By Jeremy Essig
By Jason Robinson
By Hans Morgenstern
By Joseph Hess
By Peter Gilstrap
By Julia Burch
By Jeremy Essig
By Nathan Smith
Carthy has been one of the most important figures in the last 40 years of the English folk revival. His acoustic-guitar playing is one of the most distinctive and inventive styles ever applied to the instrument. As an accompanist, he plays delightful melodic runs with his fingers while holding down the harmonic roots with his thumb. Yeah, lots of people do that, but Carthy's attack is so percussive that he is essentially playing the role of a drummer as well. He also sings beautifully, with a rich baritone and a delightfully personal phrasing.
Carthy's wife, Norma Waterson, has also been a legend in English folk circles since the early '60s. She was a member of the Watersons, the finest folk vocal group in history. Carthy eventually joined her in that group, which disbanded for good nearly 10 years ago. Norma Waterson started a solo career a couple of years back, releasing a self-titled album on Rykodisc that is easily one of the five best records released in the 1990s. On it, she was backed by Richard Thompson and Carthy, and she sang songs by Elvis Costello and Ben Harper, among others.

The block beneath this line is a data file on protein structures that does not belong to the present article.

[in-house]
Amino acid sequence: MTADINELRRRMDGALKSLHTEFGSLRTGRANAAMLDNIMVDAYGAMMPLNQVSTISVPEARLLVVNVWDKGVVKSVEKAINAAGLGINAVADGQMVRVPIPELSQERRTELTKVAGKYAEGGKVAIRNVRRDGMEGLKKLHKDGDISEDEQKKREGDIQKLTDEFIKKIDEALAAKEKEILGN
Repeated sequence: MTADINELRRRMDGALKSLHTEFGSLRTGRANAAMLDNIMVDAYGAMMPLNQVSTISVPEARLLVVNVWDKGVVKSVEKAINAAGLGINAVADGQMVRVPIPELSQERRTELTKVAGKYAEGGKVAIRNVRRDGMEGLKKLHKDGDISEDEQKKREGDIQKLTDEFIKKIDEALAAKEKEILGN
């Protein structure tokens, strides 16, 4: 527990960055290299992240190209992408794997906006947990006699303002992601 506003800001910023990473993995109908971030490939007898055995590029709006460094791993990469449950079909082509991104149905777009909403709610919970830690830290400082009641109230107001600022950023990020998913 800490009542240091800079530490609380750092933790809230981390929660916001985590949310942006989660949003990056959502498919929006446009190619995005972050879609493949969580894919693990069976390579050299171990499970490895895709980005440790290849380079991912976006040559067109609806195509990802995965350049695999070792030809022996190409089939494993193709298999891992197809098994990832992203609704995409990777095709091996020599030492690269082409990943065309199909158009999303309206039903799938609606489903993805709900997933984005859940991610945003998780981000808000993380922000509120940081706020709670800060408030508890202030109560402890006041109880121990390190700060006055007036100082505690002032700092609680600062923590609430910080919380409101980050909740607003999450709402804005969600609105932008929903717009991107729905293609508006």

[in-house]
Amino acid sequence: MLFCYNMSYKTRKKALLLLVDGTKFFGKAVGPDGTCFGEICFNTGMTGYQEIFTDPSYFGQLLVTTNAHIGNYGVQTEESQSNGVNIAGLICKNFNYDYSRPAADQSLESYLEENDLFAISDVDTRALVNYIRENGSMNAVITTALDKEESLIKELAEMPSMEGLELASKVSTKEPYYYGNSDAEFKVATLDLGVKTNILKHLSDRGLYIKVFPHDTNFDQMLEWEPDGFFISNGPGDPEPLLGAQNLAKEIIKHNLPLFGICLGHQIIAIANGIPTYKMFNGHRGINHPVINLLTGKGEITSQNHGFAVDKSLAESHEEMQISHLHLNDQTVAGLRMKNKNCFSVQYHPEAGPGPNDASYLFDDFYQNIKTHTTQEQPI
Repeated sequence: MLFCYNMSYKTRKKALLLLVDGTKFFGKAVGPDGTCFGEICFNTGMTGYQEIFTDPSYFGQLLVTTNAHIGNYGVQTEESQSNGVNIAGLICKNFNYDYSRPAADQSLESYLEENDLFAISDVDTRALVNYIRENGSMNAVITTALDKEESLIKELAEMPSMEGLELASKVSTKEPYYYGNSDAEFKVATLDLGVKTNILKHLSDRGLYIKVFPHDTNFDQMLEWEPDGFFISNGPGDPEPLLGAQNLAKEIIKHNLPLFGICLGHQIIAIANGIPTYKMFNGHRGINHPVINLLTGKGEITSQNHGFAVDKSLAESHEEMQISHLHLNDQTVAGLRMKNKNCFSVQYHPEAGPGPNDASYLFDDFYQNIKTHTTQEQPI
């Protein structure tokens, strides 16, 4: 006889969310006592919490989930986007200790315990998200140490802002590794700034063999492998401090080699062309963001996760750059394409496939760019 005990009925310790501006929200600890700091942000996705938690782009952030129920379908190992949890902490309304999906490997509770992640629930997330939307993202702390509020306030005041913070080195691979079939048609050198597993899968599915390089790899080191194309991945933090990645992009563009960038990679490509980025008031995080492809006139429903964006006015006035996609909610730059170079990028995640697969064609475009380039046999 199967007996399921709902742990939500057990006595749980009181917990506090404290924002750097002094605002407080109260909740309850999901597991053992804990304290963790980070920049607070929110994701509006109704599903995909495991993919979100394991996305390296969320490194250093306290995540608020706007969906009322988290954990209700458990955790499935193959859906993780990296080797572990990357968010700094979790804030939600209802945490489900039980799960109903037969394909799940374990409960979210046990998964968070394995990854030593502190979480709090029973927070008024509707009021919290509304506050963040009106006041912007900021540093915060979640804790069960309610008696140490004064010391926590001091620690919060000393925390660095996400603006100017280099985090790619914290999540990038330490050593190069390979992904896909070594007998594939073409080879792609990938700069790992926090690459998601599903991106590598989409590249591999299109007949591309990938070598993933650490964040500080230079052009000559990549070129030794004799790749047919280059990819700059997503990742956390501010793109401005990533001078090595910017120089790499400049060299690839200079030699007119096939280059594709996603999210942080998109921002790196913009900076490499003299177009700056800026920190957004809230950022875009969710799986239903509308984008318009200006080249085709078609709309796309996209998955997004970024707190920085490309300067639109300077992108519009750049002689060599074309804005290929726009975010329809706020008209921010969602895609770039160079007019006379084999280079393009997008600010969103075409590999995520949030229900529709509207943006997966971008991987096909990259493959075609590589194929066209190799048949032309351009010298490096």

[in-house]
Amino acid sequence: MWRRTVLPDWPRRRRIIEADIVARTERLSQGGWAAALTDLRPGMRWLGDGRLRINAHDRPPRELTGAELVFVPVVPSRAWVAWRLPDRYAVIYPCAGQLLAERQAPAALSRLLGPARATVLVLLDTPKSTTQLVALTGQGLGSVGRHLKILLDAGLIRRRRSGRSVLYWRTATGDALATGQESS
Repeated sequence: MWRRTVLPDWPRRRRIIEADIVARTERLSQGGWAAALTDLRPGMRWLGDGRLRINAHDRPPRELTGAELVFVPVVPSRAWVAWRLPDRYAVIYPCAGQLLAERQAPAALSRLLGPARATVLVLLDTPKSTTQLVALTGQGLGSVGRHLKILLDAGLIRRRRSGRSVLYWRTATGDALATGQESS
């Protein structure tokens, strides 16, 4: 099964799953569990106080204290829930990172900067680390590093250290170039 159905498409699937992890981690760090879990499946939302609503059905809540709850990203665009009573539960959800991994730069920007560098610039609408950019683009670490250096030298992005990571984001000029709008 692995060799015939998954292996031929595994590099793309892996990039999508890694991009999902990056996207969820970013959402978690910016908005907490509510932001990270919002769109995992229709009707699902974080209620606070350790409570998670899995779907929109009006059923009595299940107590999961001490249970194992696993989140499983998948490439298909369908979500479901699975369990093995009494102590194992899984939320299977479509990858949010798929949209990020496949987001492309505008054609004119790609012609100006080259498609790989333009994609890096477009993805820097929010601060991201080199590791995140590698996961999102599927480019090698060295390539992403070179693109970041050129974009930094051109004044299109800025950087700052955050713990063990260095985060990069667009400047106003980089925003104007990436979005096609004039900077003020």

Eliza Carthy is the couple's daughter, and in recent years she has become a leading player in the latest round of youthful English folk revivalists. Her fiddling has gotten better and better every year, and her voice is a pure, irresistibly graceful sound.
These three, together with Saul Rose on melodeon, come together as Waterson: Carthy and have just released their third album, Broken Ground, on Topic Records. It is an hour-long document of all the things this band can do so well. Bring plenty of extra cash to these shows, because the group will likely be selling this album, as well as recent new ones from Martin Carthy and Norma Waterson, that are virtually impossible to find in stores. Waterson:Carthy